A lot of people still find it hard to believe that blockchain technology is built on open-source software code. And this openness is responsible for its security, efficiency, and reliability. This means that a community of developers with different perspectives and skillsets, all working on the same code base, can increase the number of applications built.
Open-source is everywhere
Open-source is more common than people think. For instance, Linux (one of the popular operating systems) is open-source software. Linux controls the servers for many platforms that we comfortably share our details on nowadays. This includes Google, Facebook, and other major websites.
Linux was created out of collaborative efforts, and over 20,000 developers from different companies have contributed to the code since 2005. That is basically how open source software works. People can freely change, add, modify, or even build off the open-source codebase to create new apps and platforms.
Many of the software code for blockchain and cryptocurrency use open-source software. Also, the good thing about open-source software is that it is created by reliable developers who are always on guard to check for bugs or errors. And when there is a problem, a community of developers works together (though at different locations) to proffer solutions.
Blockchain and Open-source
An overview of how blockchain works:
- Blockchain platforms have a transactional database. This database enables peer-to-peer transactions.
- There are user-identification labels that oversee transactions.
- Platforms have secure ways to verify transactions before approval.
- Any transaction without verification will not go through.
By using the open-source software, developers can build these platforms in a decentralized application, which is responsible for the efficiency of transactions in the blockchain. Note that this decentralized approach implies that there is no need for a central authority to instigate transactions. And as transactions are recorded in the ledger, they are sent across the system.
Furthermore, blockchain uses cryptography to ensure the security of transactions. Each transaction has information connecting it with previous transactions to ascertain its authenticity.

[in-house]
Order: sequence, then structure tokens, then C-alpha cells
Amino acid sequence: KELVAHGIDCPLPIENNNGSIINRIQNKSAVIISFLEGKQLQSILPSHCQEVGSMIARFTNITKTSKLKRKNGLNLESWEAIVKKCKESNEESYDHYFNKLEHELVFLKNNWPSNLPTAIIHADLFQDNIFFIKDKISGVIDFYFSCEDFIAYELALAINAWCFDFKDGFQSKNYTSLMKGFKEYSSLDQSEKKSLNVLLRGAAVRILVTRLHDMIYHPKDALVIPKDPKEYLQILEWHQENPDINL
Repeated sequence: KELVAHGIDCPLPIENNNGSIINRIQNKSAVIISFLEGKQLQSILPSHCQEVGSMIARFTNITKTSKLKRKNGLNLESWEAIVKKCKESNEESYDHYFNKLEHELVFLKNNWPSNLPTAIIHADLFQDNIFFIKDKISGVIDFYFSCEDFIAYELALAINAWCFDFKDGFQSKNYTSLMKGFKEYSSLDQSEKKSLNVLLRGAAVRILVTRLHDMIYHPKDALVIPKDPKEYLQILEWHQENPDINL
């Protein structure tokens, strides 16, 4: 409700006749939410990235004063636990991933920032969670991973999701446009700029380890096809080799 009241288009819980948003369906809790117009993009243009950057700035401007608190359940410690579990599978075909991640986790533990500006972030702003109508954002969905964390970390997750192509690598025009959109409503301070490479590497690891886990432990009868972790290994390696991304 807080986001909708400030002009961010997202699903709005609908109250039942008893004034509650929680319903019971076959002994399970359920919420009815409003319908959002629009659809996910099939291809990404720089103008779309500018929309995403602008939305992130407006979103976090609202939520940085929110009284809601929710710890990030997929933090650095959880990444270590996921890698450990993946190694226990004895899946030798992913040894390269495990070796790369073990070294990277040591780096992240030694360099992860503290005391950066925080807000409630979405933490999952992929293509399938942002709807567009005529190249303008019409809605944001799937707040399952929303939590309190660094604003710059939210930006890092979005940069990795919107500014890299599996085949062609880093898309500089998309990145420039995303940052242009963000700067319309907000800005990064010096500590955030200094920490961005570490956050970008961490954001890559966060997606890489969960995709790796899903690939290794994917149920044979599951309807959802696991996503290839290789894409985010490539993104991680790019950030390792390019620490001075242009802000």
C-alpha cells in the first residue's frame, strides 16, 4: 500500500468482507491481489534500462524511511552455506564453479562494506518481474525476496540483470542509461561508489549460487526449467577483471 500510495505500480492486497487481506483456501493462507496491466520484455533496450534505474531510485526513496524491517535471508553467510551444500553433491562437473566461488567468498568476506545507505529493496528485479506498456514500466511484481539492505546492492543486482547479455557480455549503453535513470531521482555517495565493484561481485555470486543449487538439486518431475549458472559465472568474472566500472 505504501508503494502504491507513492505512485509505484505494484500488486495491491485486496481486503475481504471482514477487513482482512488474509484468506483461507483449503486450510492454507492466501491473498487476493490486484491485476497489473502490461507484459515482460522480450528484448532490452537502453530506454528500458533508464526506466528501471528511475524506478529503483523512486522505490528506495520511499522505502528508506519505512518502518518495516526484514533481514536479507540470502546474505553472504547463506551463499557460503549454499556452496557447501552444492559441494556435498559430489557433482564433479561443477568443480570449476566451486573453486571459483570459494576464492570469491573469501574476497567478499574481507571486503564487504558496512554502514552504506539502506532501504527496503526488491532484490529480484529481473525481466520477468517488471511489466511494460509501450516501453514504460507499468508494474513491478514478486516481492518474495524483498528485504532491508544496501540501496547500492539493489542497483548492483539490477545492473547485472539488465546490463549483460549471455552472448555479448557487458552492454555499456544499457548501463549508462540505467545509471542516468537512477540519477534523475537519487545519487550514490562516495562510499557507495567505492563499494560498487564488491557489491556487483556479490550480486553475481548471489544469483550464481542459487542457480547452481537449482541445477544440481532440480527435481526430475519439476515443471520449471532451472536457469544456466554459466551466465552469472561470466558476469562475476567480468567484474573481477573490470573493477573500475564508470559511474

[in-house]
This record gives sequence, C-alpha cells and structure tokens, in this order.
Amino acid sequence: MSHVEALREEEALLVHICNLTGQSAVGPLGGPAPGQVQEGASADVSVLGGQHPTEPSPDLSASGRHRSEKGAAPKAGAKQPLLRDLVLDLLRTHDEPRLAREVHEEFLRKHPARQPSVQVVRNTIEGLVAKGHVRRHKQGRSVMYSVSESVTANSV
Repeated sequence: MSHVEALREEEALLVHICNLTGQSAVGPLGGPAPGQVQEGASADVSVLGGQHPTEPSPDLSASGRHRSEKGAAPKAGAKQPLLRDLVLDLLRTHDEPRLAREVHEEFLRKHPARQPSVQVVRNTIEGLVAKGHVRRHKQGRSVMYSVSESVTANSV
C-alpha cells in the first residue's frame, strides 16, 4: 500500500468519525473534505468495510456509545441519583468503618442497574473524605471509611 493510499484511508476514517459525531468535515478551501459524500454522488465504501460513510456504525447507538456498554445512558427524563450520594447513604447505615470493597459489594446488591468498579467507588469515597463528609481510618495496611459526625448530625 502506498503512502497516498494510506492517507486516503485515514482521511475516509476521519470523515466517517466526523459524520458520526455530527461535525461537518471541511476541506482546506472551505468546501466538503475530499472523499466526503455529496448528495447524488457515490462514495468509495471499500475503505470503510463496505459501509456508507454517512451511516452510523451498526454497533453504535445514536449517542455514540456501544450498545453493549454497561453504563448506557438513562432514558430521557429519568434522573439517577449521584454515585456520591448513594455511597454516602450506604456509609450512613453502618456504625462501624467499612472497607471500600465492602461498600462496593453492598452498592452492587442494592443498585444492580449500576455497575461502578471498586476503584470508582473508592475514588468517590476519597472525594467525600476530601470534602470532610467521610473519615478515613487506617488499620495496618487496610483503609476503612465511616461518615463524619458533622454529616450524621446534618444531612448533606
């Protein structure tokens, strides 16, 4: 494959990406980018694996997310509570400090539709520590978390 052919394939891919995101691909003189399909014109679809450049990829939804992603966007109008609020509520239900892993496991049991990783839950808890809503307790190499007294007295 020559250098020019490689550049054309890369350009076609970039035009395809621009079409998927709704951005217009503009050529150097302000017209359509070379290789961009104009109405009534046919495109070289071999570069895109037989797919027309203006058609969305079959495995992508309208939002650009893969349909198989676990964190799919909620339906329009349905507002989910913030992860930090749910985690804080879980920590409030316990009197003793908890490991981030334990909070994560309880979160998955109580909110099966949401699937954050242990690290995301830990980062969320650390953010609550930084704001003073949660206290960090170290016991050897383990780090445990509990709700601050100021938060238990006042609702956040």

Is blockchain an open-source?
Technically, blockchain itself may not be open source, but blockchain systems use open-source software. These systems also use a concept that represents an open culture void of a central authority. However, proprietary software built by private financial companies is under the regulations of government agencies.
In the US, such regulatory bodies include the Securities and Exchange Commission (SEC), the Federal Reserve Board, and the Federal Deposit Insurance Corporation (FDIC). But blockchain technology is independent of government supervision, as the community of users verifies their transactions themselves. That is one of the reasons blockchain have gained so much attention since its inception. Its influence can also disrupt industries because of its no-central-authority nature.
Bitcoin and other cryptocurrencies
As of June 2020, over 50 million people own blockchain wallets. Individuals use many of the wallets for financial transactions, such as trading Bitcoin, Ethereum, and other cryptocurrencies. Many people now also use these wallets to check crypto prices the same way traders view stock prices.
In addition to that, cryptocurrency platforms also use open-source software. An example is the Ethereum project, which is free. Cryptocurrency blockchain is a growing record linked together in a sequence. There is no central bank in crypto blockchains, so anyone can verify transactions without changing the records.
A formidable chain
No government controls the blockchain system, as the distributed network keeps them secure. The growth of the chain also makes it more difficult to virtually destroy the network. And the code behind this decentralized ecosystem is open-source. This is why users trust each other in transactions rather than using an intermediary (bank or broker).